What got my attention this morning was his take on how business managers rate their internal customer service.

The summary is simple – If one makes the effort to manage teams properly and engages them the end results equal exceptional customer service.

Cohesive teams are critical and it only take one person in a team to turn the delivery of service into a negative for the end customer.

When was the last time you looked at your internal teams and assessed potential conflict or ‘squeaky wheels’?

If you have not already subscribed to Andrews blog follow this link to his new website, grab a cuppa and have a read.

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Being Social – what do you know about your co-workers?

Whilst surfing the net over the first cup of coffee for the day I came across a nifty little site called 5factsabout.me

The logic is simple – users register, load up 5 questions about themselves then share with others in their network. Once shared others can log in and answer the questions in a true or false format.

screenshot of 5factabout.me

5factsabout.me

What I like about this concept is the ability for people to share interesting tidbits about themselves. I know that when I manage groups or engage with workshop teams the ability to break the ice is imperative to how the rest of the day pans out.

I have used a similar concept in the past when engaging teams – not web-based, more face to face. Post the excercise it’s really interesting just what comes out. More importantly is the conversations had with and between co-workers which ultimately become priceless.

These types of ‘people ice-breakers’ and online personal sharing platforms are getting more popular and if you look at the rise and rise of  threewords.me there could be a mini boom in the making. threewords.me started in a college dorm room and quickly spread ‘virally’ – yep its humility based however considering just how simple the concept is can be its destined to go a long way.

Mark Bao the founder sold the concept very quickly to Kevin Ham who coincidently owns more than 300 million dollars worth of parked domain names. (See the video on Kevin Ham at the bottom of this post….makes for interesting listening!)

Ham is known for paying 6 figure sums for url’s he likes – some examples include God.com and Satan.com

Back to Bao and as an online entrepreneur he came up with the idea to ask punters within their respective network for compliments from others. The users would then post, tweet, write something back.

To me its a simple but effective tool available to everyone and can go along way to involve others…I guess the only issue would be victicious  from past ‘unfriended’ contacts :)

The site’s stats into its third week make for impressive server admin scenarios – 250,000 users, 5 million total visitors, 4.3 million words and 17 million page views. (info retrieved from TNW)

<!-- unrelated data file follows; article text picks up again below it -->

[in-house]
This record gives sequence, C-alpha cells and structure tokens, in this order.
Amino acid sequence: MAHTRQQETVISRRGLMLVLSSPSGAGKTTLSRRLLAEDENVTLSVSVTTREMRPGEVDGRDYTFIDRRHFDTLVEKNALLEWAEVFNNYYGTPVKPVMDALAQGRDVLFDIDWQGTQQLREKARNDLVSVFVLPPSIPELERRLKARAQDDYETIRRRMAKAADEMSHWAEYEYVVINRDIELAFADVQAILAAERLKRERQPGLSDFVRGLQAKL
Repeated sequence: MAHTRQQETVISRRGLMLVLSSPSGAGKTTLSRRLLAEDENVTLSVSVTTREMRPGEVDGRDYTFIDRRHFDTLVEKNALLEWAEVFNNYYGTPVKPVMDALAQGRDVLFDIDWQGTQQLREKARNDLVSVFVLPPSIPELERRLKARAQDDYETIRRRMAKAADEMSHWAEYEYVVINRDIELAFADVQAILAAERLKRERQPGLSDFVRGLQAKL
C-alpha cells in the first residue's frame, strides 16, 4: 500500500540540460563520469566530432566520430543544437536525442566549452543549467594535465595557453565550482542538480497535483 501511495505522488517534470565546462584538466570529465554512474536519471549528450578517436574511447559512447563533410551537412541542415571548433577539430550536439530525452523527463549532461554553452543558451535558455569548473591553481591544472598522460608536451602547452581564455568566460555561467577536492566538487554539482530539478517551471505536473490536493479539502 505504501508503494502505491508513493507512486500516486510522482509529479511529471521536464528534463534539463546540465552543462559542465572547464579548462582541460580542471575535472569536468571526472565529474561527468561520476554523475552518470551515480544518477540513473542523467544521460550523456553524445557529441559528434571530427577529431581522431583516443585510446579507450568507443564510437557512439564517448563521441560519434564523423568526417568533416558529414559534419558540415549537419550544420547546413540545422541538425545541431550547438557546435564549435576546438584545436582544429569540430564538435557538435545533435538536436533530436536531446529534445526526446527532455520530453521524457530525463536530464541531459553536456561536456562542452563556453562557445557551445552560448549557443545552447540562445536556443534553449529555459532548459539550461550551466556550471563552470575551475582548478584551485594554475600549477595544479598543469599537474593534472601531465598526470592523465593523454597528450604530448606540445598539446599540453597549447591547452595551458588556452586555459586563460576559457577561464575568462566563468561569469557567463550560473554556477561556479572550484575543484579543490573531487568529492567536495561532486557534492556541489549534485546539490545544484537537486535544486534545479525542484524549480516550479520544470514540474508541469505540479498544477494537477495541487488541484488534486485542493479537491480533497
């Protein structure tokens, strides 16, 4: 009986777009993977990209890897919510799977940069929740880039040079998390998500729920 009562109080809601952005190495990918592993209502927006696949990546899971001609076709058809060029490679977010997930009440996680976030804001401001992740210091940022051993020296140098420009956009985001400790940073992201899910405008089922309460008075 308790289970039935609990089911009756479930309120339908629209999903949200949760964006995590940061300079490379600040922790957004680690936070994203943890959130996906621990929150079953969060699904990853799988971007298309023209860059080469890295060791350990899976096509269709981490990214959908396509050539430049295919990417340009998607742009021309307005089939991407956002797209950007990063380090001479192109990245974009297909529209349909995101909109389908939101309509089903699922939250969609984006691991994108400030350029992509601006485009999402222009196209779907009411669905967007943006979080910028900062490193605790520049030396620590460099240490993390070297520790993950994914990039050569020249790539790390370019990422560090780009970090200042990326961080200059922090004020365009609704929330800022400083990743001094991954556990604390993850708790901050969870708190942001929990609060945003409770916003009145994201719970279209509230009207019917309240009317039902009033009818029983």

[youtube=http://www.youtube.com/watch?v=bcHB_hfK6n4]

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What does a digital strategy involve?

Good question…

Just like a solid business plan all good web endeavours really need to have a strategy gluing it all together.

Most of the web presentation I have worked on (for clients) have come past my desk in various states of despair and or build.

Most clients have reported lengthy delays with their chosen development design team and upon further investigation the blame squarely get pointed back to a lack of a decent plan.

Its great to conduct peer reviews, throw a few conversations around the room and even ask mum’s opinion however every effort should be made to think in the eyes of the end-user and what essentially is in it for them.

When I get engaged on a new project I spend most of time gathering information, drinking heaps of coffee and spending time with clients assessing the overall opportunity; essentially I tend to base my investigations around the following 5 key elements:

  • Where do they want to be (business goals)
  • What are the top 5 goals for the first year (online)
  • What are the key metrics required to assess success
  • What are the steps necessary to carry out an adequate plan moving forward.
  • Who are the resources allocated to manage the project both pre and post deployment

Once the early phases come together other elements need to be further sounded out and as a rule this is where we start digging deeper into darker territory – some of the elements include:

  • Potential gap analysis
  • Peer reviews
  • Overall web opportunities
  • Individual business unit requirements
  • High level functionality
  • IA (Information Architecture)
  • Usability
  • Design elements
  • Brand incorporation
  • SEM (Search Engine Marketing)
  • Social Media Inclusion
  • Content requirements
  • Photography requirements

From my experience every job is so very different yet all tend to succeed if the documentation, research and consultation come together.

What about you? any experiences in this space? Keen to know